Anyway, to tell you about the helping hand; I was seated at an aisle, much easier for me than having to creep past umpteen people with stick, bag, picnic and so on: (long Opera, early start before dinner.) However, not so easy for me when the rest of the row is having to creep past me to get in, and out in the intervals, of which there were two. The first time, I swung my legs in to the adjoining gangway and smiled bravely. Standing is not so comfortable so I repeated the tactic when they all came back, not so smiley. The second interval I did my bit stoically although I am in a position to tell you, people who like Opera generally have pretty big feet. Thinking they were all through, I had swung my legs back in front of me when two more ladies appeared, threatening to want to get out. With a very bad grace I was making a huge show of the difficulty of putting myself out to accomplish this when one of them asked if I would like her to bring me back an ice-cream. Mortified, I declined, indicating my as yet uneaten suitable picnic - nothing frivolous, you understand - but thanking her, profoundly. I felt thankful. Instantly, and still, I regret that decision, so, if you were at the Coliseum in London last night and offered to get an ice-cream for an elderly and static old lady, she is very sorry for the refusal (declension?)and would have loved an ice-cream so don't let it put you off offering again.

Tuesday, 3 June 2008

21st century living

As I was saying, what does he mean by 'archaic'? Well, I say " how do you do?" when introduced to someone. The correct 21st century response, according to this styling guru, has got to be "Hi" or, at a push, "nice to meet you". The 40 bit of me is quite happy to be dragged in to the current century, but it doesnt seem to have particularly good manners.
Thinking back to clubbing I remember that I have been dancing, recently. At the wedding of a young friend, I was quietly drumming my walking stick along with the beat when I was yanked on to the floor by a cousin of hers, a gorgeous, sexy yorkshire lass. I was having a whale of a time, jigging about, bouncing the old knees to rest my behind on my ankles, as you do, and got within a few feet of them, too, showing off, when she asked me to show her how I would have danced when I was her age. "Can't do that ", I said. "Need a man for that". She thought it was the strangest thing she'd heard since the Immaculate Conception. Why would you need a man to dance? Made a note to find out her birthday and send her a DVD of Ginger Rogers and Fred Astaire.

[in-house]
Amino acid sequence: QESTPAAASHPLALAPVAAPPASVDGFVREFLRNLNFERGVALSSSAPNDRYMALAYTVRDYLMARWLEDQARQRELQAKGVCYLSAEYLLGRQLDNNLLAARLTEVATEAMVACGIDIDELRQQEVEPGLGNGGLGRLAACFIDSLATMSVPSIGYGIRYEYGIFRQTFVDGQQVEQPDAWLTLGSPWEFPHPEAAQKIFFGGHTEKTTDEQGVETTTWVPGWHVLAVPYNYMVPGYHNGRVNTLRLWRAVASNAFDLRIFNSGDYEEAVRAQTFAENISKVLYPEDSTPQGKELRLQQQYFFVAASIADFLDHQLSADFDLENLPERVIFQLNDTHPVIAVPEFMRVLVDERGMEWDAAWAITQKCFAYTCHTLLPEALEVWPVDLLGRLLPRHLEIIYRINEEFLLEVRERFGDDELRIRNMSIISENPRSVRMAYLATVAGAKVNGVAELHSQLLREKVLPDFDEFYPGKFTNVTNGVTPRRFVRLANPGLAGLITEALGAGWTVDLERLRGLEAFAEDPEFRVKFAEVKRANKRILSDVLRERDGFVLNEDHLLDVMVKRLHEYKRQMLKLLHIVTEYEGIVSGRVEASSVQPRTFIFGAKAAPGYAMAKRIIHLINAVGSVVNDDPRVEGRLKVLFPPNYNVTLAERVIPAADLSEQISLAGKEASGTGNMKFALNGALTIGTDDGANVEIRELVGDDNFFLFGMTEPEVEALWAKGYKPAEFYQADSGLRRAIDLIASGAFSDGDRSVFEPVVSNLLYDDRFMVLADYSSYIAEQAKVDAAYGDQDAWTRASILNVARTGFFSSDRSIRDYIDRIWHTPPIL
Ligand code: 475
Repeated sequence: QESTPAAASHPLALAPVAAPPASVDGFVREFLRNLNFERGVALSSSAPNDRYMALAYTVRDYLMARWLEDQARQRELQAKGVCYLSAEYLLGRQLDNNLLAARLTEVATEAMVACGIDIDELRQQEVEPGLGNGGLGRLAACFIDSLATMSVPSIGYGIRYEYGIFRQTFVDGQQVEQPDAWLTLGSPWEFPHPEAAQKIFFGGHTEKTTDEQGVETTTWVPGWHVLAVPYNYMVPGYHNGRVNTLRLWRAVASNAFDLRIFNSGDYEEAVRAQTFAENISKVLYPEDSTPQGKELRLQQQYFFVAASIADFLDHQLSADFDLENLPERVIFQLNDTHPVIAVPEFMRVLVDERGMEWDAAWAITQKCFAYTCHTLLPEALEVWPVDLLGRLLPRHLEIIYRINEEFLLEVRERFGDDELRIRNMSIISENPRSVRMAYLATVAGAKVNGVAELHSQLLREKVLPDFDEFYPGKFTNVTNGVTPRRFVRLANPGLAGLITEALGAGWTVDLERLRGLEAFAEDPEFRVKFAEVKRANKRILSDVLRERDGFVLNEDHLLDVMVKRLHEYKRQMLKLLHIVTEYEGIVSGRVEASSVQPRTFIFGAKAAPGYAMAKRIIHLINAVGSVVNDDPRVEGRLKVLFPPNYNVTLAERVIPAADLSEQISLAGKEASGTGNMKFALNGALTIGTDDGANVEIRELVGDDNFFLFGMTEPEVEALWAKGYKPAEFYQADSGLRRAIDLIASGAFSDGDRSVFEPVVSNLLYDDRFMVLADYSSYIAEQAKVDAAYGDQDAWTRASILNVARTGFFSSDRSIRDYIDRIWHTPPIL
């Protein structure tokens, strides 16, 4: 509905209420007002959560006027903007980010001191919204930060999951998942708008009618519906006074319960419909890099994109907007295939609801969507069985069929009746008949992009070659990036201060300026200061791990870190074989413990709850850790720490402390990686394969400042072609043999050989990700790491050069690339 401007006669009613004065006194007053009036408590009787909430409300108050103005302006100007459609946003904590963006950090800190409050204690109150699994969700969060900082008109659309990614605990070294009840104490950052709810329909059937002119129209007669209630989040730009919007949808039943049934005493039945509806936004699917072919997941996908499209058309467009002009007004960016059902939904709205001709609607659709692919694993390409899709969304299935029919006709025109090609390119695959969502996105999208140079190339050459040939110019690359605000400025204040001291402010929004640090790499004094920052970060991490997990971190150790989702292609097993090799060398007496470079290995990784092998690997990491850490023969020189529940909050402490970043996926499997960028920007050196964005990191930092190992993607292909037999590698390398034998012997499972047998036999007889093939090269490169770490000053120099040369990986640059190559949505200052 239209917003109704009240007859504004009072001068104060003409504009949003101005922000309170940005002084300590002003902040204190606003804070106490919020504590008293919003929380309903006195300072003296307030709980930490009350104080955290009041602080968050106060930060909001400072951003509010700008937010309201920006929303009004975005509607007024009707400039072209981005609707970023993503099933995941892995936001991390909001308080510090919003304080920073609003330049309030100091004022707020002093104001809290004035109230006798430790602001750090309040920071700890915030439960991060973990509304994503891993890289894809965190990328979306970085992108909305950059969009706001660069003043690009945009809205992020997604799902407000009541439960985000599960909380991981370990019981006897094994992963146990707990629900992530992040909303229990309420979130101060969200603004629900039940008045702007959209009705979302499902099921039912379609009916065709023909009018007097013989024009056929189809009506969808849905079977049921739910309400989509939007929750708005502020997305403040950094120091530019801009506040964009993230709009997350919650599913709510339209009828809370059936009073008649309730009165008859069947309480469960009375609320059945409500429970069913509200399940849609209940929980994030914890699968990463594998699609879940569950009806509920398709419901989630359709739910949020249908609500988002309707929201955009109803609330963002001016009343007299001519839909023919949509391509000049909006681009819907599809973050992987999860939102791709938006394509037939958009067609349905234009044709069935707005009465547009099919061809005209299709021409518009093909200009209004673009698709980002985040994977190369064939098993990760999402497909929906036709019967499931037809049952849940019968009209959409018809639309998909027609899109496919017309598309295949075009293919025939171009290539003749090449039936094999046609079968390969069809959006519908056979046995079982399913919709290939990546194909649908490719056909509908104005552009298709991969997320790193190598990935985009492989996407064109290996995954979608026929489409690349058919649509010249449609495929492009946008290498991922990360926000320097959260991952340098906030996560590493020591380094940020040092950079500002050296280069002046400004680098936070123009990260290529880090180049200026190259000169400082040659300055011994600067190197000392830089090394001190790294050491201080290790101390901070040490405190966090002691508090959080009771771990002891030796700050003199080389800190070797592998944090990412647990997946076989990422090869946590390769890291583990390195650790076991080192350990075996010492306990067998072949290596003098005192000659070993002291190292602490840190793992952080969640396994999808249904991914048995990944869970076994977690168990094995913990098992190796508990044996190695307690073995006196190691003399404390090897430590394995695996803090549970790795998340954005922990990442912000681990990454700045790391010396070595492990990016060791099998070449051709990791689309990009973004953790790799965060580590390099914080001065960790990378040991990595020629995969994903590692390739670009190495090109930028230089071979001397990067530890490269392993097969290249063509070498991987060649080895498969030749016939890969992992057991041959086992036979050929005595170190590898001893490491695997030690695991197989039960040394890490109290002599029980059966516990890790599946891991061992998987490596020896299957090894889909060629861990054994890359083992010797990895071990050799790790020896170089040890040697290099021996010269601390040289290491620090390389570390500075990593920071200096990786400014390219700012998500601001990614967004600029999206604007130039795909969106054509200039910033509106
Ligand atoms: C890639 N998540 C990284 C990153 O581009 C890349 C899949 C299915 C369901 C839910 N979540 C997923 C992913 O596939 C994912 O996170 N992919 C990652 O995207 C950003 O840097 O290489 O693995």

Showing off is all very well, but is it worth how the back feels next day? This was one of the biggest shocks of being old: how it actually feels to have non-bendy, aching joints and stiff muscles; not an intellectual concept anymore but the impossibilty of running for a bus or picking up a sliver of something from the floor - thick is easier. Rain is the Devil. Try managing a stick, an umbrella,your handbag and your shopping. A conundrum isn't it? For a person who values elegance and grace, I have to see the funny side of the spectacle of me, determined, (obdurate) not to succomb to a plastic hood, catching my death, as my mother would have said,by abandoning the umbrella in favour of seeing where the Hell I'm going. Hair, as a result? Don't ask. Sometimes, people do stop and ask if they can help. "Thank you", I say, sweet old lady fashion. But the inner voice is telling them to buzz off and come back later, when I am older. However, I accept graciously and make them laugh all the way to my gate so that they can see I am just incapacitated; I have'nt had a humourectomy, and actually, it is quite a funny situation.

Sunday, 1 June 2008


I suppose in a way I AM a zimmer-frame-clubber, since, in case you were not absolutely clear from my profile,, I have been alive 75 years, it's just inside that I am 40 and would love to go clubbing. Anyway, I dont actually have a zimmer frame (yet) and I dont - often - go clubbing. The last time was two years ago in a town which shall be nameless where, at 9.30 pm the only place to get some food was a gallery above a night-club, where the DJ was stationed. I was with my then 19 year old Godson, strange enough picture in itself since he certainly qualified for down-stairs. The order for food had to be written down and the most urgent need was for a teacher of sign language. The inside of my head was taken over by the outside and I couldnt even hear my inner voice: my constant and faithful companion. Lovely food, though, and when we'd eaten enough just to survive we stood up to go. The DJ apologised for the noise - to me, not to the 19 year old, at least, I thought that's what he'd said, so with a presence of mind that astounded me, I suggested he turn it up so I could hear it better next time.

What more about me? More incongruity: I am married, but not married. I've been married, twice, to the same man. Now we dont live together - he has other arrangements - but we've been in one another's lives for 56 years and are very good friends, relatives, you might say. I live alone, but not alone. My beloved companion has two legs more than I have, with lots of tortoiseshell fur and a loud purr. She is not a happy friend when I want to turn over in bed and she has just got comfortable on top of me. (Bed things are definitely an issue if you are 75 on the outside and 40 on the in.) Three children, but not children, all middle-aged, no grandchildren but several surrogates. Said Godson says I am archaic. How can that be when you are really only 40?